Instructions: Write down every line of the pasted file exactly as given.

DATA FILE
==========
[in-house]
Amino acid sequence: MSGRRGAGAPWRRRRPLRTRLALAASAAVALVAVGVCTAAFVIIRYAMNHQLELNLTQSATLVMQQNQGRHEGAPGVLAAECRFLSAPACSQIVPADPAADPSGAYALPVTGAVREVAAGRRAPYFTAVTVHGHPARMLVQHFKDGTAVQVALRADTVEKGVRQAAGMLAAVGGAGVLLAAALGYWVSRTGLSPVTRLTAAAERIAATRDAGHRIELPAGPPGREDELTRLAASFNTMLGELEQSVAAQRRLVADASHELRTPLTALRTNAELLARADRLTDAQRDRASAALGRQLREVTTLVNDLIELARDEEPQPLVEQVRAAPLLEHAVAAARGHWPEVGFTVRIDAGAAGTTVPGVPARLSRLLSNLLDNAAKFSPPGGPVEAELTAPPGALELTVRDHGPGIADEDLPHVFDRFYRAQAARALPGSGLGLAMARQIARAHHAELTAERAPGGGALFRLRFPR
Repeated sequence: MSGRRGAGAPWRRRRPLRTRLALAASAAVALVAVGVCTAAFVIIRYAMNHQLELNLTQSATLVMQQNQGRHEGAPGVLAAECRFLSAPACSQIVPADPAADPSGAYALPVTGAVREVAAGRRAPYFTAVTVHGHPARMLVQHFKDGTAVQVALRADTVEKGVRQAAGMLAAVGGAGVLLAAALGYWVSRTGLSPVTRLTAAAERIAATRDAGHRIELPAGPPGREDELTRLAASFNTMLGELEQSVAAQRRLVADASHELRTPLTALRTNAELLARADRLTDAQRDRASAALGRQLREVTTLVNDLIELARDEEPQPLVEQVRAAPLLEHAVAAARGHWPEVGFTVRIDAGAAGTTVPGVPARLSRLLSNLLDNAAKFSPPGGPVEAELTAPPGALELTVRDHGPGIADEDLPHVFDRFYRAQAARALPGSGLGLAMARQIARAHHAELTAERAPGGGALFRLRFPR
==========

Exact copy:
[in-house]
Amino acid sequence: MSGRRGAGAPWRRRRPLRTRLALAASAAVALVAVGVCTAAFVIIRYAMNHQLELNLTQSATLVMQQNQGRHEGAPGVLAAECRFLSAPACSQIVPADPAADPSGAYALPVTGAVREVAAGRRAPYFTAVTVHGHPARMLVQHFKDGTAVQVALRADTVEKGVRQAAGMLAAVGGAGVLLAAALGYWVSRTGLSPVTRLTAAAERIAATRDAGHRIELPAGPPGREDELTRLAASFNTMLGELEQSVAAQRRLVADASHELRTPLTALRTNAELLARADRLTDAQRDRASAALGRQLREVTTLVNDLIELARDEEPQPLVEQVRAAPLLEHAVAAARGHWPEVGFTVRIDAGAAGTTVPGVPARLSRLLSNLLDNAAKFSPPGGPVEAELTAPPGALELTVRDHGPGIADEDLPHVFDRFYRAQAARALPGSGLGLAMARQIARAHHAELTAERAPGGGALFRLRFPR
Repeated sequence: MSGRRGAGAPWRRRRPLRTRLALAASAAVALVAVGVCTAAFVIIRYAMNHQLELNLTQSATLVMQQNQGRHEGAPGVLAAECRFLSAPACSQIVPADPAADPSGAYALPVTGAVREVAAGRRAPYFTAVTVHGHPARMLVQHFKDGTAVQVALRADTVEKGVRQAAGMLAAVGGAGVLLAAALGYWVSRTGLSPVTRLTAAAERIAATRDAGHRIELPAGPPGREDELTRLAASFNTMLGELEQSVAAQRRLVADASHELRTPLTALRTNAELLARADRLTDAQRDRASAALGRQLREVTTLVNDLIELARDEEPQPLVEQVRAAPLLEHAVAAARGHWPEVGFTVRIDAGAAGTTVPGVPARLSRLLSNLLDNAAKFSPPGGPVEAELTAPPGALELTVRDHGPGIADEDLPHVFDRFYRAQAARALPGSGLGLAMARQIARAHHAELTAERAPGGGALFRLRFPR